I was amused to read this news report this morning.
It seems that there are motorcycle taxis in Nigeria with laws requiring pillion riders to wear helmets. To avoid this new law, instead of helmets, riders wear dried fruit shells, paint pots or pieces of rubber tyre tied to their heads with string.
Some motorcyclists complain that helmets are too expensive.
Some passengers refuse to wear them fearing they will catch skin diseases or be put under a black magic spell.
“They use pots, plates, calabashes, rubber and plastic as makeshift helmets,” said Yusuf Garba, commander of the Federal Road Safety Commission in the northern town of Kano.
As I read further, I realized the situation was not as amusing as I had at first thought.
‘There are tens of thousands of Okadas buzzing around Lagos, a chaotic city of 14 million people, many of them given to unemployed and illiterate youths as part of poverty reduction programmes or on hire-purchase schemes run by businessmen. Most have never been taught traffic rules.’
And what about the situation here in India?
In India we do not take any rule or law seriously. We feel that laws are made to be broken. And we do not even have the excuse of widespread illiteracy, as in Nigeria.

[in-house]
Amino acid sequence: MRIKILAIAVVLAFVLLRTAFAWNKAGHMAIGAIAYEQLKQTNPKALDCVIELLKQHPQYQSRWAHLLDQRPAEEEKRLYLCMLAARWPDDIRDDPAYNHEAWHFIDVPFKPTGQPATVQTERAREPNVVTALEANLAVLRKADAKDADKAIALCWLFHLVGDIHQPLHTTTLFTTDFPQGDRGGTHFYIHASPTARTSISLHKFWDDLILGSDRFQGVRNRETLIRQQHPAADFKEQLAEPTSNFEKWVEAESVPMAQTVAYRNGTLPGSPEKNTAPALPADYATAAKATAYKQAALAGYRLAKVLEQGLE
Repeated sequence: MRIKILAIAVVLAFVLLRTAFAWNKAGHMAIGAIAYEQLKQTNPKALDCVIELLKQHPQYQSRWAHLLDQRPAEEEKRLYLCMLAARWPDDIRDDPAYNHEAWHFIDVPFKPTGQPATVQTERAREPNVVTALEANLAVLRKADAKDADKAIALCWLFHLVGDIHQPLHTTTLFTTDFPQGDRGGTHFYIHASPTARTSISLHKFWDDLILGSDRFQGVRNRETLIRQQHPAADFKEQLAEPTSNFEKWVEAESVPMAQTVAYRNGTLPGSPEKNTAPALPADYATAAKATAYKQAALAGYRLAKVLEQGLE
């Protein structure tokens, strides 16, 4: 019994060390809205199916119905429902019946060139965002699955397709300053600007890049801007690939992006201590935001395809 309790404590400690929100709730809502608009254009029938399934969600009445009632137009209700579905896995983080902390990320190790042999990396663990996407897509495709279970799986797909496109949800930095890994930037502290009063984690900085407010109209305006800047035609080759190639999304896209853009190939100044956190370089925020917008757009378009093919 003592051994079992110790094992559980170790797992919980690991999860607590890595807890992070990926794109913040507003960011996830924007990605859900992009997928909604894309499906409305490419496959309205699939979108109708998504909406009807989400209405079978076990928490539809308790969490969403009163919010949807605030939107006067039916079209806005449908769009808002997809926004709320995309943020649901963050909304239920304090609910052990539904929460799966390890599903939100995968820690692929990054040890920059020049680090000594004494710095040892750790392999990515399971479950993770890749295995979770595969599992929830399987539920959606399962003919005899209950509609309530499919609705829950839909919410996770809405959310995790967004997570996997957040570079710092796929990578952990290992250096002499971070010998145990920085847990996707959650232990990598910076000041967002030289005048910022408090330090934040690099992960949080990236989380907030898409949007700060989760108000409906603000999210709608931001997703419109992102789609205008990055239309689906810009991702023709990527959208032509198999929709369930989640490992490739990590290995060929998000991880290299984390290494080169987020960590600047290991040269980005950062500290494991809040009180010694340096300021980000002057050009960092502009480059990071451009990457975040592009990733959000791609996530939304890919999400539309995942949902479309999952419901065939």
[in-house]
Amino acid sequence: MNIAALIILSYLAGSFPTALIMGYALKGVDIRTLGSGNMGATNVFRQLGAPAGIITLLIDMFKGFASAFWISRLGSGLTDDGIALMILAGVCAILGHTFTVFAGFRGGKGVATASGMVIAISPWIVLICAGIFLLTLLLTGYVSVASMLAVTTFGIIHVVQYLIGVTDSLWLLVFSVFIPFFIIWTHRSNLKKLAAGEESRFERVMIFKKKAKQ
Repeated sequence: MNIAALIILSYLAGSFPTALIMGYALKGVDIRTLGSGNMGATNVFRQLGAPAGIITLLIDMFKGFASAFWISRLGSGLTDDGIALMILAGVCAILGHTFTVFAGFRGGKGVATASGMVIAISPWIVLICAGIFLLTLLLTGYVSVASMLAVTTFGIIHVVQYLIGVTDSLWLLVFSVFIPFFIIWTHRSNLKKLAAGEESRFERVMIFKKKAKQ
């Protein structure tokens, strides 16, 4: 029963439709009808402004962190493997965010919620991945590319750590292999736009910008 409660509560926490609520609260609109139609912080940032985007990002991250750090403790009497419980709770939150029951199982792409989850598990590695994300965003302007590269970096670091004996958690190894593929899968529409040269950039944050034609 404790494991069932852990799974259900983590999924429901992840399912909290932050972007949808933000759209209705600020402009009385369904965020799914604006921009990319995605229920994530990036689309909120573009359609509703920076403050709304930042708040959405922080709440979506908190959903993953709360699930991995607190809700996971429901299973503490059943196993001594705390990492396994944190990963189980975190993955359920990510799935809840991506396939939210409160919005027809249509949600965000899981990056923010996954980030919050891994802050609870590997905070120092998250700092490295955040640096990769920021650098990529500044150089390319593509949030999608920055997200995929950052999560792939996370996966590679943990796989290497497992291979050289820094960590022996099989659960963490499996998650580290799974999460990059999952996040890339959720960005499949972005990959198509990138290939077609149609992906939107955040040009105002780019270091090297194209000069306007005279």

Remember the tragic case of Mohammed Mukharram, a twenty year old student who was shot dead by army guards after he trespassed into an army officer’s house in the high security defence area in Bangalore? This sad story happened because of speed-racing.
Traffic rules are flouted habitually by Indians- we think this is our birthright!
Car drivers often exceed the speed limits. Youngsters think it is ‘cool’ to hang out of the window of a car. It seems many drivers do not know what seat belts are there for.
How many times have we seem motorcyclists with their heads bent to one side while driving because they are talking on their cell-phones? Often, instead of two riders on a bike, there is a whole family of four or five people. And the way some motorcyclists weave from side to side while speeding along- the less said the better.
In villages, auto rickshaws often ply, overflowing with eight or ten people instead of three. I did not believe that these many people could fit inside a rickshaw, until one day I actually saw ten people alight from one.
After the Mumbai terror attacks, we, Indians, are ready to do whatever we can, for our country. Maybe we can start by following ordinary, everyday traffic laws?